Jul 27, 2012
Greensboro – The Central NC Chapter of the National MS Society will host the Dinner of Champions at Greensboro Country Club on Thursday, September 6. The chapter announced Wes Miller, University of North Carolina at Greensboro’s head basketball coach, as the honored guest and keynote speaker for the event. Freddy Johnson will serve as honorary chair. The general co-chairs are Mike Godwin, George Hoyle, and Kurt Kronenfeld.
Wes Miller was named as the school’s ninth head coach in March. Miller and UNCG have agreed to a five-year contract through 2017, making Miller the youngest head coach in NCAA Division I. He earned Southern Conference Coach of the Year honors for the 2011-12 season. Miller also played college basketball at UNC and was team captain for the 2006-07 season. In three seasons as a player at North Carolina, Miller helped the Tar Heels to the national championship in 2005, two Atlantic Coast Conference regular-season championships and one ACC Tournament title.
The reception starts at 6pm, followed by the dinner and program at 7pm. Individual seats are $150. Table levels are as follows:
$5000, including invitation to VIP reception with Wes Miller and preferred seating
$2500, including preferred seating
Sponsorship opportunities are also available. Sponsors of the event will receive an invitation to the VIP reception with Wes Miller. Funds raised at the Dinner of Champions benefit the Central NC Chapter of the National Multiple Sclerosis society.
For more information or to reserve a seat or table, please contact Cameron Harris at 336-299-4136 or firstname.lastname@example.org.
About Multiple Sclerosis
Multiple sclerosis interrupts the flow of information from the brain to the body and stops people from moving. Every hour in the United States, someone is newly diagnosed with MS, an unpredictable, often disabling disease of the central nervous system. Symptoms range from numbness and tingling to blindness and paralysis. The progress, severity and specific symptoms of MS in any one person cannot yet be predicted, but advances in research and treatment are moving us closer to a world free of MS. Most people with MS are diagnosed between the ages of 20 and 50, with more than twice as many women as men being diagnosed with the disease. MS affects more than 400,000 people in the U.S., and 2.5 million worldwide.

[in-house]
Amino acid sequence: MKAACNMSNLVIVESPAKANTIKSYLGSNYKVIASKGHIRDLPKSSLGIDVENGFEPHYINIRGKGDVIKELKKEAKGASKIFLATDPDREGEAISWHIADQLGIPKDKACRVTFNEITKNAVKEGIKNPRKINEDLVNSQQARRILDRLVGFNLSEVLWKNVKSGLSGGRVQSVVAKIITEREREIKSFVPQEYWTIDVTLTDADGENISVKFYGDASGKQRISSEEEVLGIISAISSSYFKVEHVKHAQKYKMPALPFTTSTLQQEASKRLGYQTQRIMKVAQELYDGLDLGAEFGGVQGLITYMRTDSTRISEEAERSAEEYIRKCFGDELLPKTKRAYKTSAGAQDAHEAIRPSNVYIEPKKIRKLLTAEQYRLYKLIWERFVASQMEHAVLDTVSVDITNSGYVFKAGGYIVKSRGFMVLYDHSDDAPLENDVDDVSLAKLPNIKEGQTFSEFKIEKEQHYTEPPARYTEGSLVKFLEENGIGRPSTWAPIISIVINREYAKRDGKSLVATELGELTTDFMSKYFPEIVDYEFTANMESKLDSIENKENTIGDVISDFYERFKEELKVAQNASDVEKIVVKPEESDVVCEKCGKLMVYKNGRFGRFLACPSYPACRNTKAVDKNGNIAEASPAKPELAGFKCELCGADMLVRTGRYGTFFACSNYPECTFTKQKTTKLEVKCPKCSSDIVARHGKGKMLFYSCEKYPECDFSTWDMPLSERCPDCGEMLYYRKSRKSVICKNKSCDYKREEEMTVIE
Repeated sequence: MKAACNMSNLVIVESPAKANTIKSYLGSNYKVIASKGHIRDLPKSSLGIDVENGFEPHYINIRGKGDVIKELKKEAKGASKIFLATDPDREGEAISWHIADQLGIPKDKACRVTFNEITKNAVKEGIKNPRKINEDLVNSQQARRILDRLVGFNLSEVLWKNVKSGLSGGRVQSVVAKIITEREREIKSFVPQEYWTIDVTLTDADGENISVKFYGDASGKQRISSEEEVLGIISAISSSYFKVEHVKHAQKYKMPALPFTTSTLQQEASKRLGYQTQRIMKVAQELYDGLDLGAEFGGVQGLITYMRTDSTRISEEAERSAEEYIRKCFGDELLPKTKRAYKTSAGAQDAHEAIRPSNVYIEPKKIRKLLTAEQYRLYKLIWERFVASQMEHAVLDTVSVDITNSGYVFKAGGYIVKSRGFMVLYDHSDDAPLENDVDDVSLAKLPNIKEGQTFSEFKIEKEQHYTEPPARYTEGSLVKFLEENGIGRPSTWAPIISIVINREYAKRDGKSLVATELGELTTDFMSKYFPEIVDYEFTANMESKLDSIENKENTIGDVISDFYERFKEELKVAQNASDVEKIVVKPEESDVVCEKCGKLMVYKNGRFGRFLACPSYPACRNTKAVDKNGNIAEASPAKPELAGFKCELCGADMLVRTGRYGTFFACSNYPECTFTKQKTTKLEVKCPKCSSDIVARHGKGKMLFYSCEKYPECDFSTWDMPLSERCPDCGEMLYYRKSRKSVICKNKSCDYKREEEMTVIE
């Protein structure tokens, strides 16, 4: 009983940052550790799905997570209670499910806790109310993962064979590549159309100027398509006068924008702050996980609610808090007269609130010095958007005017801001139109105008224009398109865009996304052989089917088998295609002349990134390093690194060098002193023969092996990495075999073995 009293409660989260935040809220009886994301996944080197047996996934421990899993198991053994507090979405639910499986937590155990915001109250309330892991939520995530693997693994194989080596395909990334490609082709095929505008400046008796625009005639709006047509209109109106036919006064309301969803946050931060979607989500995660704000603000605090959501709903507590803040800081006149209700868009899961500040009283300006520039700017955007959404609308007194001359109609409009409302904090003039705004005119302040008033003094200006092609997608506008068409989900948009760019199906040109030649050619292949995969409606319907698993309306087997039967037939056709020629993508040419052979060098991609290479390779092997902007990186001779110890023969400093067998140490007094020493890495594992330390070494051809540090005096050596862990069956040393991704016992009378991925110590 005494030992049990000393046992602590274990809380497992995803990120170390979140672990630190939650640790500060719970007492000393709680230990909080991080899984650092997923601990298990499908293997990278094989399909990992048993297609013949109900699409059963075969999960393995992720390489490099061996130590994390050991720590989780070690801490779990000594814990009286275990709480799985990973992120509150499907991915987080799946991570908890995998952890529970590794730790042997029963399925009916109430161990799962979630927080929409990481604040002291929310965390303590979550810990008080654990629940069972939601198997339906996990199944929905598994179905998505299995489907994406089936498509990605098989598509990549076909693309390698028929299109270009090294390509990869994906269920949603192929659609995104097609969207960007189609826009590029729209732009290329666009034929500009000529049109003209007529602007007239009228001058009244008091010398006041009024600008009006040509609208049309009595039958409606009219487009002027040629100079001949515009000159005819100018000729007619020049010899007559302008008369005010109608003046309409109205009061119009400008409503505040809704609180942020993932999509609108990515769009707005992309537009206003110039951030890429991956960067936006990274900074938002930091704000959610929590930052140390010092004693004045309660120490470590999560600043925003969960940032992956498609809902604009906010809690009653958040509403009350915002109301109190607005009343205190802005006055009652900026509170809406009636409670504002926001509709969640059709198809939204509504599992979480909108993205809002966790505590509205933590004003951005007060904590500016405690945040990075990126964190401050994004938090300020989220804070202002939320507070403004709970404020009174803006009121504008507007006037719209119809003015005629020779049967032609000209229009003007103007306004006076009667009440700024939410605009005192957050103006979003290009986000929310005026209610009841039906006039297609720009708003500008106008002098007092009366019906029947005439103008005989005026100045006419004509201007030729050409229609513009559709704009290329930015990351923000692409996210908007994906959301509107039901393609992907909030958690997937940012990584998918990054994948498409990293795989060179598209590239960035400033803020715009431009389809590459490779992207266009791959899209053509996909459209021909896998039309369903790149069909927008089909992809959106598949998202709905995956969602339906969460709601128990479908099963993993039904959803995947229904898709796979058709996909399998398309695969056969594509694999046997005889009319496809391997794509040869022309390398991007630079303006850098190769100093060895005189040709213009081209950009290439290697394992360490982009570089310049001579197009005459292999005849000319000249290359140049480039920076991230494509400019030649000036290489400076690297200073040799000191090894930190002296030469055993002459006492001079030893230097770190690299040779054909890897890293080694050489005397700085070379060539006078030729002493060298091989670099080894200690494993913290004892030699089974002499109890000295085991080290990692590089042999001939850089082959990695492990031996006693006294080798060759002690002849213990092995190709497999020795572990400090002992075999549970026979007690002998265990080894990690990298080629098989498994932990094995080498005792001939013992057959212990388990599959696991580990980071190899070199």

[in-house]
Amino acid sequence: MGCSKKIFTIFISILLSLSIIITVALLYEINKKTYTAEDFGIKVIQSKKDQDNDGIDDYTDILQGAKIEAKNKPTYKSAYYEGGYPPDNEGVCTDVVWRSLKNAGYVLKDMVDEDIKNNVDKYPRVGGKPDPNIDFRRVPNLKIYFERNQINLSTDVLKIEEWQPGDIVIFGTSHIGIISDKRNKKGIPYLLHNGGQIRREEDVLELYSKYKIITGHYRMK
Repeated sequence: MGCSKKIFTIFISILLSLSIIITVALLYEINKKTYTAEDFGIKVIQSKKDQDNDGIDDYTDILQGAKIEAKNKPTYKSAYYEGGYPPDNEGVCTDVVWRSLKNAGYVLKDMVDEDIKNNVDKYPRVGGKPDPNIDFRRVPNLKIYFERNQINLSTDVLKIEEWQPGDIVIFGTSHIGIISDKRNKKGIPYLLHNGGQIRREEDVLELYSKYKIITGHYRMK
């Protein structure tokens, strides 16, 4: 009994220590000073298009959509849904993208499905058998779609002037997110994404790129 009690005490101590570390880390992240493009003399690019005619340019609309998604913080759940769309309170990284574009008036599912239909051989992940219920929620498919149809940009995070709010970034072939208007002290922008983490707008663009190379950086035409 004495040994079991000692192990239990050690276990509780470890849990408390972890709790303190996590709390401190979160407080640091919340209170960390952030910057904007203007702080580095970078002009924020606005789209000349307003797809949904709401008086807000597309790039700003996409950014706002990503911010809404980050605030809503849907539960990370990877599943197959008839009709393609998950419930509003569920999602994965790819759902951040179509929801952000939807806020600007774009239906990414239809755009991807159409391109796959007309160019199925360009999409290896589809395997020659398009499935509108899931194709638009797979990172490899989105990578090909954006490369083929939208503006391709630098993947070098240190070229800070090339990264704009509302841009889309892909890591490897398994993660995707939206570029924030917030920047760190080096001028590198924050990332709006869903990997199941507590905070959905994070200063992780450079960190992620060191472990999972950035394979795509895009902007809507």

About the National Multiple Sclerosis Society
MS stops people from moving. The National MS Society exists to make sure it doesn't. Our mission is to mobilize people and resources to drive research for a cure and to address the challenges of everyone affected by MS. We fund more MS research, provide more services to people with MS, offer more professional education and further more advocacy efforts than any other MS organization in the world. The Society is dedicated to achieving a world free of MS. We are people who want to do something about MS now. Join the movement at nationalmssociety.org.
About the Central NC Chapter
The Central North Carolina Chapter provides services and programs to over 2,500 people with MS and their families in fifteen North Carolina counties: Alamance, Alleghany, Ashe, Caswell, Davidson, Davie, Forsyth, Guilford, Randolph, Rockingham, Stokes, Surry, Watauga, Wilkes and Yadkin.